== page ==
Despite their impressive performances in the tournament, there were a few Aggies that did not make the cut for the All-Tournament team – Schneggenburger and freshman Kambree Rodriguez were notably absent from tournament honors. The former was a menace on the front line, while the latter held a key role on the team as a defender.
vs. Utah: W, 3-0
With conference realignment, it’s likely Utah State's opportunities to face in-state rivals Utah and BYU in football and basketball will be limited for the foreseeable future. These in-state rivalry games are what make college athletics special, and they're especially meaningful for Aggie fans.
Like it or not, the Olympic sports may be the only opportunity to watch these rivals go head to head for the next decade, at least.
The last time Utah State took to the volleyball court against Utah and emerged victorious was back in 2010. This time, in straight sets (25-20; 25-22; 25-22), the Aggies broke that dry spell.
The sweep of the Utes in Club Estes was a dominant display from a team that was hungry to win this rivalry game. Utah, notably, is no slouch, either. The Utes came into the game tied for 38th in blocks per set, led by KJ Burgess (tied for 38th in the nation in blocks per set and 40th in hitting percentage) and Lauren Jardine (tied for 28th in kills per set and 25th in points per set). In other words, even with Stall back in the lineup, the Aggies had their work cut out for them.
With a sold-out crowd on hand for the home opener, the HURD delivered and the Aggies matched the energy of a rocking Club Estes.
“It was amazing. Club Estes is as loud as it gets in any volleyball arena and we’re so grateful for the people that came and supported us,” said Boyd after the game. “We worked really hard this summer and we don’t feel like we played our very best but it just shows how much room for growth we have and how much we’re capable of.“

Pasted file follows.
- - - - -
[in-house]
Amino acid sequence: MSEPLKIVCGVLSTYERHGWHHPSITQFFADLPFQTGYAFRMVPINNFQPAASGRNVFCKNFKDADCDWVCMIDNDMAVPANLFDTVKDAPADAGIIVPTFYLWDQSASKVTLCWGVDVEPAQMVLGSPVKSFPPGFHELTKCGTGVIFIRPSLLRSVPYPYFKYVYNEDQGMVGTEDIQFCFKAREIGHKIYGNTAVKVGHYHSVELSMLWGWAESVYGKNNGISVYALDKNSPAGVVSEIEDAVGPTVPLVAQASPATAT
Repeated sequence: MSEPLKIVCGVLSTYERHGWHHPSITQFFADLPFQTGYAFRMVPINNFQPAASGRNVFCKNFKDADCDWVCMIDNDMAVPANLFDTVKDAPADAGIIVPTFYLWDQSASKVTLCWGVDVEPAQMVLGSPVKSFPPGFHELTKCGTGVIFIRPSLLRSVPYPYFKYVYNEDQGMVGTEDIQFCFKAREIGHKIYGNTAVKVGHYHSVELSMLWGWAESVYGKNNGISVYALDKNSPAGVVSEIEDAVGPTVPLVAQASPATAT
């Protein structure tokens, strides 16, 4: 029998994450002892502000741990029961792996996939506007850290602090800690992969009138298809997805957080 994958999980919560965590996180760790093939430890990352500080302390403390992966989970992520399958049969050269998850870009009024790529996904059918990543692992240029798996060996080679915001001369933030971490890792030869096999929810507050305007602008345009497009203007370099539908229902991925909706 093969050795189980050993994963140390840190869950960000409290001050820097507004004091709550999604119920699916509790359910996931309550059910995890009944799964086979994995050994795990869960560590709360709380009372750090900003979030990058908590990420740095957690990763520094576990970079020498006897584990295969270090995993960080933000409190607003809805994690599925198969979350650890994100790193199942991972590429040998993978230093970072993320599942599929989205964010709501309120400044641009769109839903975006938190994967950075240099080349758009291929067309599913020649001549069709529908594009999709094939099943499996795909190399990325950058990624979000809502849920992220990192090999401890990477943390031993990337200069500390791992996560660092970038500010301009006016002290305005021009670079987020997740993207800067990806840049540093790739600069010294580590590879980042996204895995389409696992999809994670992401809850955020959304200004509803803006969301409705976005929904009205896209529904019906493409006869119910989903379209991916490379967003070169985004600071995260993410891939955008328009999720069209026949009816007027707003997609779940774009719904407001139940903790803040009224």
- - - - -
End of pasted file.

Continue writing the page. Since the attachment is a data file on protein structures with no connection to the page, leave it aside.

With interest in volleyball growing around Cache Valley, this rivalry opener was the perfect way to kick off the home season.
“It's an unbelievable environment in here, and we're so excited for the energy and momentum that's been created,” said coach Rob Neilson. “Our fan base is coming back and I think there are new fans we won over tonight with just how fun it is in here."
Although unforced service errors kept the Utes close in the game at times, the Aggies were able to push past, earning the edge in kills (35 to 32), aces (4 to 1), blocks (13 to 7) and assists (33 to 31) to earn the sweep.
Weber State: W, 3-1
The Aggies would have plenty to cheer about as they lined up to play another in-state rival Weber State on the second night of a back-to-back in Club Estes. This would prove to be an even bigger challenge than the night before, as the Wildcats work so well as a unit, ranking 33rd in blocks per set (2.68) and just outside the top 50 in several other metrics. This team is really good.
Its shining stars are found on a superb front line – Saane Katoa is No. 3 in the nation in blocks per set (1.82), supported by the rock-solid duo of Makayla Sorensen and Kate Standifird.
Not only can Weber State's defense suffocate even the best teams, but that offense is no joke, led by well-rounded players like Ashley Gneiting, Dani Richins and Standifird. The Wildcats can attack and defend from so many different angles.
Against a stacked opponent, the Aggies started off playing with fire, committing a plethora of service errors and losing the first set to the Wildcats, 26-24.
“It felt like a grind, it wasn’t as smooth as we wanted, and we made a lot of errors but credit to that Weber State team. They’re a really well-coached team, really disciplined in a lot of ways,” said Nielson. “To be in this environment and to have our fans carry us through and to see our team compete like crazy to get the win it’s great.